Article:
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Rice Fortification: A complementary approach to address Nutritional Anaemia

  • IASbaba
  • September 11, 2021
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Rice Fortification: A complementary approach to address Nutritional Anaemia

Part of: GS Prelims and GS-II: Health & Governance

In News: To mark the ongoing 4th Rashtriya Poshan Maah, a webinar on rice fortication was organised.

Background: Prime Minister in his address on the 75th Independence Day (15th August, 2021) had made an announcement that fortified rice will be provided through all Government of India schemes by 2024. 

India and Malnutrition

India has been taking promising steps to ensure food security and improving the nutrition outcomes of its population, it is, therefore, about time that fortification is integrated into the larger response to address malnutrition in the country with the understanding that it will reinforce, complement and support ongoing nutrition improvement programmes such as supplementation & dietary diversification.

  • Malnutrition especially child malnutrition is a major threat to the growth and development of children.
    • According to a National Family Health Survey report, India has the largest burden of iron-deficiency and anaemia worldwide.
    • About 59% of children and 50% of pregnant women are anaemic in India.
    • Child and maternal malnutrition accounts for 15% of India’s total disease burden.
    • The country reportedly loses around 1 per cent of GDP (Rs 1.35 lakh crore) every year due to iron-deficiency anaemia.
  • Micronutrient deficiencies or ‘hidden hunger’ also continue to pose significant public health problems in Indian populations.
  • Therefore, the decision to fortify rice was taken to address the malnutrition and lack of essential nutrients especially among poor women and poor children.
  • This announcement is significant because, government distributes more than 300 lakh tonnes of rice to 81 crore people under schemes covered under National Food Security Act (NFSA), 2013.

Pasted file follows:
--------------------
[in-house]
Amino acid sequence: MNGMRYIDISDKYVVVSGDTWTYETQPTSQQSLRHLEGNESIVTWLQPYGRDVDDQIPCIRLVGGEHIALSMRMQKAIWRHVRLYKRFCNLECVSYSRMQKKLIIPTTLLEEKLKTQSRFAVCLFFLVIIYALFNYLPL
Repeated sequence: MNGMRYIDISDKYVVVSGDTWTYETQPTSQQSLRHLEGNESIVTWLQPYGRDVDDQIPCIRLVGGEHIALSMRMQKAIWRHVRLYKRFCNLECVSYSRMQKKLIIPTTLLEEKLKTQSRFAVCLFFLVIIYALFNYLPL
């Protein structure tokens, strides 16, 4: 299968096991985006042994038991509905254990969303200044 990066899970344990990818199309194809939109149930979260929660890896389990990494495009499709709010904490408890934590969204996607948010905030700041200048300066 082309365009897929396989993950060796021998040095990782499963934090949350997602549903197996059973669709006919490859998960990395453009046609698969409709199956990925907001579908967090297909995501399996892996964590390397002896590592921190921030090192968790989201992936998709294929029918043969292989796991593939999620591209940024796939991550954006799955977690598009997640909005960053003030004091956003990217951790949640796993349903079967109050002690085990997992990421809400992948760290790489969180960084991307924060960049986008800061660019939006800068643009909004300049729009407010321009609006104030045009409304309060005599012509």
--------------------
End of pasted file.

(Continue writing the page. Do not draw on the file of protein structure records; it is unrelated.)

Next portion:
About Fortified Rice

  • According to the WHO, fortification is the process of increasing the content of an essential micronutrient, such as vitamins or minerals, in a food item to improve its nutritional value and provide public health benefits at minimal cost.
  • It has minimal effects on taste and cooking properties while at the same time adding multiple nutrients to cure multiple deficiencies.
  • It also has minimal behaviour change, unlike supplements.
  • For example, milk is often fortified with vitamin D, and calcium may be added to fruit juices.
  • Rice is the fifth item to get the government’s fortification push after salt, edible oil, milk and wheat.
  • Fortified rice is the most sustainable solution to the health issues.
  • There is absolutely no difference between rice and fortified rice.
  • Process of Fortification of rice
    • According to the norms of the Food and Safety Standards Authority of India, 1 kg of fortified rice must contain iron (28mg-42.5mg), folic acid (75-125 mg) and vitamin B-12 (0.75-1.25mg).
    • Usual milled rice is low in micronutrient content because its nutrient-rich superficial layer is removed during rice milling and polishing operations. This makes the grain taste better and visually appealing but less nutritious.
    • Rice can be fortified by adding a micronutrient powder containing iron, folic acid and other B-complex vitamins, vitamin A and zinc, which then sticks to the grains.

Way Forward: There is a need to amplify efforts to spread awareness about fortified rice and its benefits so that demand is created and acceptability for nutrient-enriched rice is better. All stakeholders must come together to create awareness campaigns using local languages.

News Source: PIB

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